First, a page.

Figure 3: Example circular byte strings encoding two Probabilistic Logic Gates (PLGs), denoted Gene 1 and Gene 2. The sequence (42, 213) represents the beginning of a new PLG (red blocks). The next two bytes encode the number of input and output nodes used by the PLG (green blocks), and the following eight bytes encode which nodes are used as input (blue blocks) and output (yellow blocks). The remaining bytes in the string encode the probabilities of the PLG’s logic table (cyan blocks).
Figure 3 provides an example genome. After the start codon, the next two numbers describe the number of inputs (Nin) and outputs (Nout) used in this gate, where each N is defined by the equation:
where number is the byte number in the genome string. In this case, Nmax = 4.
The following Nmax numbers of the gene specify which nodes the PLG reads from by mapping to a node ID number with the equation:
where number is the byte number in the genome string, # nodes is the number of nodes in the MNB, and denotes the nearest integer.
Similarly, the next Nmax numbers encode which nodes the PLG writes to with the same equation as Nin. If too many inputs or outputs are specified, the remaining sites in that section of the gene are ignored, designated by the # signs.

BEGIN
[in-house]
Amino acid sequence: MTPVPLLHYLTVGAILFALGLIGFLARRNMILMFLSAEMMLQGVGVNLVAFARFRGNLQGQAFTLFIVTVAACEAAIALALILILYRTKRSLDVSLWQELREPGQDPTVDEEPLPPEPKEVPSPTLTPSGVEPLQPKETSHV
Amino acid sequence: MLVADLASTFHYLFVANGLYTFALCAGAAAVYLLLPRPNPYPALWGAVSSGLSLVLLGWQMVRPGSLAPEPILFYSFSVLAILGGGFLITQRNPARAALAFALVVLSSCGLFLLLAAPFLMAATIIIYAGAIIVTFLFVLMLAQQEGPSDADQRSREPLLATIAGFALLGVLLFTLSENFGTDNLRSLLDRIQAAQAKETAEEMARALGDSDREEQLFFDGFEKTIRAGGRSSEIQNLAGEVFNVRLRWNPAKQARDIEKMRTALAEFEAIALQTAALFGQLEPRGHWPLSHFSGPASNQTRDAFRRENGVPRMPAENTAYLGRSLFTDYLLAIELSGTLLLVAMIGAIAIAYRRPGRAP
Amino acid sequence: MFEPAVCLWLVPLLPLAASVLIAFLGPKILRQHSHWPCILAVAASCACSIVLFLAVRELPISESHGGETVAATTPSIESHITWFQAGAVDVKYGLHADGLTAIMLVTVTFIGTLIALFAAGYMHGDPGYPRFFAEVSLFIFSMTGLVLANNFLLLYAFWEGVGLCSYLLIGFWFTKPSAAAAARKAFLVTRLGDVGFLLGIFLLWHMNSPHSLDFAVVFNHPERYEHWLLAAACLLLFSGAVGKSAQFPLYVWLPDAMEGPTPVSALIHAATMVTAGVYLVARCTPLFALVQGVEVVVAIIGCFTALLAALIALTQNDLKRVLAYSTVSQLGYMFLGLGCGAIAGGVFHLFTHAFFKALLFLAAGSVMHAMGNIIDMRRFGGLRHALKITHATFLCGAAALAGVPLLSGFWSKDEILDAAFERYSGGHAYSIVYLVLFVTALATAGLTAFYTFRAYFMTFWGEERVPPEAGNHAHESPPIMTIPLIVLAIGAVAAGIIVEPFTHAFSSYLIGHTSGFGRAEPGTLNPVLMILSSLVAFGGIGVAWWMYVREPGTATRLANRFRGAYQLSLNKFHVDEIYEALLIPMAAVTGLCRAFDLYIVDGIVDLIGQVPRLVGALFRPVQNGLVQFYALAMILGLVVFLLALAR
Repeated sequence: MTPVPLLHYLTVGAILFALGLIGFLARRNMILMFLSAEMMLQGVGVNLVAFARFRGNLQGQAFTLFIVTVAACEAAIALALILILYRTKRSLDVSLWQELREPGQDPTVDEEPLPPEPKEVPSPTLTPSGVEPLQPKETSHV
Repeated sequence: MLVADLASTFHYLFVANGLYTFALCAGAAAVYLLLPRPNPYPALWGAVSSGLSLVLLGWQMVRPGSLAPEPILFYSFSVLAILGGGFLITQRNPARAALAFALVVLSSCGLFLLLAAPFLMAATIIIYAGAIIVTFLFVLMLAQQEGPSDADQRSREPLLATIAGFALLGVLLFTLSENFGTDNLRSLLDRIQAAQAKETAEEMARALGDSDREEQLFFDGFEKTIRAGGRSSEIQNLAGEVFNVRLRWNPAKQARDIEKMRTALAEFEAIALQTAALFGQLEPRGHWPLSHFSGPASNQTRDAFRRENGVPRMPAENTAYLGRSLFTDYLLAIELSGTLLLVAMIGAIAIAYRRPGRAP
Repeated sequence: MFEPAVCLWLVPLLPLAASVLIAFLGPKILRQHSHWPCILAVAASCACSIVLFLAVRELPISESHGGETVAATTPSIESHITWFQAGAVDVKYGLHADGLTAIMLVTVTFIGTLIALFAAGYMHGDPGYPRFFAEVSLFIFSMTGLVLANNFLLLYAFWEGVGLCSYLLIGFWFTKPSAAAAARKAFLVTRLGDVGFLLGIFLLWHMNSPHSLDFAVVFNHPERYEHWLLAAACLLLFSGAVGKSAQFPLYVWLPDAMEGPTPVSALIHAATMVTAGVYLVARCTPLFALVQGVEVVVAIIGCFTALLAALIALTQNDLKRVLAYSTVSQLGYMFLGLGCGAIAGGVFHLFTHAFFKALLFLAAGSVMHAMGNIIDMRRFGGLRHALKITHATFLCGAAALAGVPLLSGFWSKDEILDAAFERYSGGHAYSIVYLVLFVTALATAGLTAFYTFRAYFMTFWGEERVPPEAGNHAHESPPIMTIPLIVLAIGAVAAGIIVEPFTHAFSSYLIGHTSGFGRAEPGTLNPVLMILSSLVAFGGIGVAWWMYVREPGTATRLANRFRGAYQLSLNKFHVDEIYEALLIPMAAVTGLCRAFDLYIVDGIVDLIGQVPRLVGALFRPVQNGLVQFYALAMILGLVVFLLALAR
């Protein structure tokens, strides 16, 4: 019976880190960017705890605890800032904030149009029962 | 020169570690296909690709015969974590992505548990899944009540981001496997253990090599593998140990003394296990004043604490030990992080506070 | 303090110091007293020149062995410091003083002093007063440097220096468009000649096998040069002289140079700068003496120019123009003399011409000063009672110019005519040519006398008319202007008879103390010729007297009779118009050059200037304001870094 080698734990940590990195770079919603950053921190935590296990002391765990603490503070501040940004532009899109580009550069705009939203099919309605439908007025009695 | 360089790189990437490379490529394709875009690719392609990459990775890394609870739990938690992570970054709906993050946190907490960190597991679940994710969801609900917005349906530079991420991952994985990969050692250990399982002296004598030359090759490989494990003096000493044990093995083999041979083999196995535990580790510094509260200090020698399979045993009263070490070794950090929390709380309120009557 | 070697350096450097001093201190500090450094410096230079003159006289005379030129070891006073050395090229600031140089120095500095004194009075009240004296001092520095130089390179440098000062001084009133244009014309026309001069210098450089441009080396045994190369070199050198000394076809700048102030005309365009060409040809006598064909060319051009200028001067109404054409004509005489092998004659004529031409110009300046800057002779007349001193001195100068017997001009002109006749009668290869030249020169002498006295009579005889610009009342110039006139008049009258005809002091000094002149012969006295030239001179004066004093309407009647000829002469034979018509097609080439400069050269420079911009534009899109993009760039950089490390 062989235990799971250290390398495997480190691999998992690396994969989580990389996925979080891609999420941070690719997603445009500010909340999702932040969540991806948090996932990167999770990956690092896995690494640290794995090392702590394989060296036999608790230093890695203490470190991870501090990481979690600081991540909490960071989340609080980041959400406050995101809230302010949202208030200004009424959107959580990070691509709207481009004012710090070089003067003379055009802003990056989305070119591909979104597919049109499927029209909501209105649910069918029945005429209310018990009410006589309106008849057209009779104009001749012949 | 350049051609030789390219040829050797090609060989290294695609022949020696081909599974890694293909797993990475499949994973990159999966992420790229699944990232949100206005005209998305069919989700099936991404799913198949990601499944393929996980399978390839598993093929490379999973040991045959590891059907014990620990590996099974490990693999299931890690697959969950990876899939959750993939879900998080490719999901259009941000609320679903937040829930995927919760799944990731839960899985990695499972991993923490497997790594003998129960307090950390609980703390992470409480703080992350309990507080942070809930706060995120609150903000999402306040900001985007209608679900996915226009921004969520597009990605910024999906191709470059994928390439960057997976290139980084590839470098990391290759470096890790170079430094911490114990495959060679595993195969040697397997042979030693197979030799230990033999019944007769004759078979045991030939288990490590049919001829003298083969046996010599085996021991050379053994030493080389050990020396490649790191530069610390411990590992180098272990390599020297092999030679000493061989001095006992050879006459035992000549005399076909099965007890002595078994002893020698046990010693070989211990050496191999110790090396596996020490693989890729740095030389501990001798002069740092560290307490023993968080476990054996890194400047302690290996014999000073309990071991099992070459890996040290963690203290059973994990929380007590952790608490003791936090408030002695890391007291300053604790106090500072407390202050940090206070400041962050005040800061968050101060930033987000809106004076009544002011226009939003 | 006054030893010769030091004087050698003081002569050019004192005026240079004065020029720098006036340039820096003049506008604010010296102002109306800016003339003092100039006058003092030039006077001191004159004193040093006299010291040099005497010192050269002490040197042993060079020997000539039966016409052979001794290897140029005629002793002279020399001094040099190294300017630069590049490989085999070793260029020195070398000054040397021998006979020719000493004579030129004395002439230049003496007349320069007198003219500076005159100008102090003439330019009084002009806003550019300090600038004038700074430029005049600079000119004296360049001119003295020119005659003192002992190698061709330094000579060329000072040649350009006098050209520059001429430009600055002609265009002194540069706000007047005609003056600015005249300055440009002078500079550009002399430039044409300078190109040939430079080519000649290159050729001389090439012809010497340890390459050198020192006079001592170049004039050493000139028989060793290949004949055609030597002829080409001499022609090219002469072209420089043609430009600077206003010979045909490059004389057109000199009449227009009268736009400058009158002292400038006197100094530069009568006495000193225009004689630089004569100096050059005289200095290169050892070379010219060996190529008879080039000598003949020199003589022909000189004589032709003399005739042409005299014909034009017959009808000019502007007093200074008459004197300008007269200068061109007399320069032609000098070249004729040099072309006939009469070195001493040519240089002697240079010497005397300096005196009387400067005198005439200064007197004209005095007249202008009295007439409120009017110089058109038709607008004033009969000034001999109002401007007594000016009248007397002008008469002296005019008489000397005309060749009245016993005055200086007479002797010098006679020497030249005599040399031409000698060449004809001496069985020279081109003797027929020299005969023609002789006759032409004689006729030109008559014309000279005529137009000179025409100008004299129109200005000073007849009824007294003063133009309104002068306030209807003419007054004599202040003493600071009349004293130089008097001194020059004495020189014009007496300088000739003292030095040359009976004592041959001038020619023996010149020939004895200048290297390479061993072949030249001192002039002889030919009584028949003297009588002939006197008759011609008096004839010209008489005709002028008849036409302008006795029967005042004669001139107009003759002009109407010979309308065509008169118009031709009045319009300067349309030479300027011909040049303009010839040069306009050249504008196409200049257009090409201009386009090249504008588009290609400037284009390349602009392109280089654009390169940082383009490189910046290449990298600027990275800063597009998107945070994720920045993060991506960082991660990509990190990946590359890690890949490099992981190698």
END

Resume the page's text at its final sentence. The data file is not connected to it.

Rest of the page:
The following 2Nin + Nout numbers of the gene expresses the probabilities composing the 2Nin x 2Nout logic table. We sequentially fill the logic table row-by-row with numbers from the genome. Once the logic table is filled, we convert the gene numbers into the corresponding probabilities (pij) with the equation:
where numberij is the byte number in the probability table at index [i, j].
Since we use bytes to specify the values in the table, the rows of the probability table are normalized to 1.0. We apply the modulo operator on the number of inputs and outputs as well as the IDs of the nodes used as inputs and outputs in order to keep them within the allowed ranges.